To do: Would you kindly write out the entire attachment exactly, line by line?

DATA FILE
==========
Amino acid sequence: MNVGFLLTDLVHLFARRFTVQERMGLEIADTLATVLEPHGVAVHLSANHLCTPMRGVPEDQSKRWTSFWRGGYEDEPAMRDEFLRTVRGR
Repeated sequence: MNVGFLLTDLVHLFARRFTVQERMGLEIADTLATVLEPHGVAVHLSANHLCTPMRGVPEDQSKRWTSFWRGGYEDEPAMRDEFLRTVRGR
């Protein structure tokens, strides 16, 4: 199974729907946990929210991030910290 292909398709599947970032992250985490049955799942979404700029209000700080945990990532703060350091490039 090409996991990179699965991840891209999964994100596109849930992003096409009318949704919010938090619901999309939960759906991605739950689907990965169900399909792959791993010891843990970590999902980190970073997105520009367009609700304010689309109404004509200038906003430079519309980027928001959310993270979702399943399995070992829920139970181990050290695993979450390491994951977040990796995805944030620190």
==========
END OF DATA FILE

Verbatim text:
Amino acid sequence: MNVGFLLTDLVHLFARRFTVQERMGLEIADTLATVLEPHGVAVHLSANHLCTPMRGVPEDQSKRWTSFWRGGYEDEPAMRDEFLRTVRGR
Repeated sequence: MNVGFLLTDLVHLFARRFTVQERMGLEIADTLATVLEPHGVAVHLSANHLCTPMRGVPEDQSKRWTSFWRGGYEDEPAMRDEFLRTVRGR
């Protein structure tokens, strides 16, 4: 199974729907946990929210991030910290 292909398709599947970032992250985490049955799942979404700029209000700080945990990532703060350091490039 090409996991990179699965991840891209999964994100596109849930992003096409009318949704919010938090619901999309939960759906991605739950689907990965169900399909792959791993010891843990970590999902980190970073997105520009367009609700304010689309109404004509200038906003430079519309980027928001959310993270979702399943399995070992829920139970181990050290695993979450390491994951977040990796995805944030620190």